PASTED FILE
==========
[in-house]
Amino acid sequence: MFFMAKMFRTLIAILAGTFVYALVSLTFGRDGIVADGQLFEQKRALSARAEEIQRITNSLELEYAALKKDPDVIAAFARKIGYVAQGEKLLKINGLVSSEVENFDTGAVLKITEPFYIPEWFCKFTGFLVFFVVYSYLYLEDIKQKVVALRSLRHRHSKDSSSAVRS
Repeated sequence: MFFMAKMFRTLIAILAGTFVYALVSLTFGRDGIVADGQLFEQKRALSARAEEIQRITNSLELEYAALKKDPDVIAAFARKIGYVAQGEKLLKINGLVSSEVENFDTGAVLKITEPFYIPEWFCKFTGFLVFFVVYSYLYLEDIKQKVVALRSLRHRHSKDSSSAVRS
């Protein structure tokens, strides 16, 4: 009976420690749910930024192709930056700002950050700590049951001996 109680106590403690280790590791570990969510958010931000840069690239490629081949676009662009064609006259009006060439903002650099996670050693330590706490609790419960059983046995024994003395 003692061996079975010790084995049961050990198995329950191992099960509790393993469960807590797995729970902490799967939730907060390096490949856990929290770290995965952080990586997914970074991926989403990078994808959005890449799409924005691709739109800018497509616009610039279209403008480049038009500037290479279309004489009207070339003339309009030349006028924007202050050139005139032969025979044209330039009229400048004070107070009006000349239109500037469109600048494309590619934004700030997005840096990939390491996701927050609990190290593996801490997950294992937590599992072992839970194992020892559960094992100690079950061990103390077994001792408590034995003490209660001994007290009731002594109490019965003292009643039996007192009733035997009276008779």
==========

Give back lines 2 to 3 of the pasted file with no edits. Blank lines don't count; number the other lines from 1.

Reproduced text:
Amino acid sequence: MFFMAKMFRTLIAILAGTFVYALVSLTFGRDGIVADGQLFEQKRALSARAEEIQRITNSLELEYAALKKDPDVIAAFARKIGYVAQGEKLLKINGLVSSEVENFDTGAVLKITEPFYIPEWFCKFTGFLVFFVVYSYLYLEDIKQKVVALRSLRHRHSKDSSSAVRS
Repeated sequence: MFFMAKMFRTLIAILAGTFVYALVSLTFGRDGIVADGQLFEQKRALSARAEEIQRITNSLELEYAALKKDPDVIAAFARKIGYVAQGEKLLKINGLVSSEVENFDTGAVLKITEPFYIPEWFCKFTGFLVFFVVYSYLYLEDIKQKVVALRSLRHRHSKDSSSAVRS